FIFA Under-20 World Cup: Poor Selections Symptomatic of England's Youth Failure

Karl Matchett@@karlmatchettFeatured ColumnistJune 30, 2013

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A summer of international youth tournaments should have made for exciting viewing for fans of the England international team, but instead all it has provided is a stark reminder that the country continues to be lightyears behind its rivals in preparation for major tournaments.

Early June saw England's under-21 side head to Israel for the UEFA European U-21 Championships, were they were drawn in a group with Italy, Norway and the hosts. The young Three Lions lost all three matches, scored a single measly penalty and took bottom spot in the group with ease, while their three rivals battled for the two qualification spots.

It was hoped, then, that the under-20 side would do themselves rather more justice at the FIFA U-20 World Cup in Turkey, which has just reached the end of the group stage and is preparing for the knockouts to begin.

Unfortunately, those games will also not feature England, after they, too, finished rock bottom of the group, failing to win a single game.

Six group stage youth international matches, and not a single, solitary victory in sight for the boys in white.

Having been drawn in a group at the World Cup also containing Egypt, Iraq and Chile, many were tipping England to get through with ease—seemingly completely ignoring the differences between senior and youth level football, and the organisation and preparation which goes into it.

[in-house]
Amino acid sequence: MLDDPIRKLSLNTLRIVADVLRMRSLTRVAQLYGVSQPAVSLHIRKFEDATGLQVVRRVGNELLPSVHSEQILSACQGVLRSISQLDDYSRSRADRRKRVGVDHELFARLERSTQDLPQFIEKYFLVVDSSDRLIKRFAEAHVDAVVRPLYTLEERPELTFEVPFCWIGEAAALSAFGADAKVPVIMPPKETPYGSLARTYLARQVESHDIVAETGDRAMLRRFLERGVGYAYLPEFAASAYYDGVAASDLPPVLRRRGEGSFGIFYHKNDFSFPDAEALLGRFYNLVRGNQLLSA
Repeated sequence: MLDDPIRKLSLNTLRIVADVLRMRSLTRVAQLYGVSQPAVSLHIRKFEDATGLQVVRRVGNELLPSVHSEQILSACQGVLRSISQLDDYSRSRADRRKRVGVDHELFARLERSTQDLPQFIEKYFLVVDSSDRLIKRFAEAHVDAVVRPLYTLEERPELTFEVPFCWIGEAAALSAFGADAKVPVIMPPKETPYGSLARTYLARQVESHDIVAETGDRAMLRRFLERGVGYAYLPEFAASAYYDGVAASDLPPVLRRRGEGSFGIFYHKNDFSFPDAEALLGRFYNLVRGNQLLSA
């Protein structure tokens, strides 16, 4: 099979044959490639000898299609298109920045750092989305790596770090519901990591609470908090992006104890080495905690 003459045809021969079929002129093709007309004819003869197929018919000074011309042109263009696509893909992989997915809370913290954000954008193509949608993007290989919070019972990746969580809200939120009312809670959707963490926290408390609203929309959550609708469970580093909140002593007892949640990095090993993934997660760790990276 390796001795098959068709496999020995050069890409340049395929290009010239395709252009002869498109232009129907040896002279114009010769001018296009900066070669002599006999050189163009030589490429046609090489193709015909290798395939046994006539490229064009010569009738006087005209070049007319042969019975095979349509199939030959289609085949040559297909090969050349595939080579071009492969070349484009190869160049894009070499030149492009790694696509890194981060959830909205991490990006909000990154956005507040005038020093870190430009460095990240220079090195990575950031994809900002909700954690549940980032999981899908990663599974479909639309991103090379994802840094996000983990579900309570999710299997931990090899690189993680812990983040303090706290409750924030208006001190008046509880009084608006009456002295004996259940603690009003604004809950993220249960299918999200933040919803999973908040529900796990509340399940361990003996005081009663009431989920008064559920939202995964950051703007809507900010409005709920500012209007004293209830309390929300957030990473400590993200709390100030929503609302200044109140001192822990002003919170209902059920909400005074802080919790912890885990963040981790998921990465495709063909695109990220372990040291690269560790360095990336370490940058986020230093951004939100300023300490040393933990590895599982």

Indeed, given recent performances, it could be perhaps be argued that the senior side would have struggled with such a group too.

That England's youngsters who went to the tournament gave their all or played to the best of their abilities is not up for discussion right now. It may or may not be the case with any given individual, and hopefully all who partook will gain some benefit from the experience of being at a tournament, whatever their level of ability.

The problem in the main lies within those who make the selections, who plan the participation of England and who direct the way the game should be played.

Like at senior level, England often displayed an inability to retain possession against their opponents. They chased hard when behind and showed some moments of quality, but overall, it was far from enough to win matches consistently.

Why should this be so, when England were up against Iraq or Egypt?

Consider the players taken.

England named their squad featuring players from the likes of Liverpool, Manchester United and Tottenham—but none who are regulars at that level. Captain Conor Coady made one Premier League appearance for Liverpool this season. James Ward-Prowse played 15 times for Southampton. Harry Kane played four times on loan for Norwich from Spurs, and a smattering of other top-flight names got game time.

But by and large, these are all promising youngsters, still trying to make their way at the second level of English football either on loan or at their parent clubs, and nothing more.

By contrast, Egypt captain Rami Rabia has been capped four times at senior level for his country. Saleh Gomaa, seven times. Midfielder Trezeguet—full name Mahmoud Hassan—has played in the African Champions League and the World Club Cup Championship. And so it goes on.

And so it was the same, for Chile and for Iraq.

England could have had Alex Oxlade-Chamberlain in their squad, the 19-year-old Arsenal attacking midfielder. He also could have played at the U-21 Euros, of course.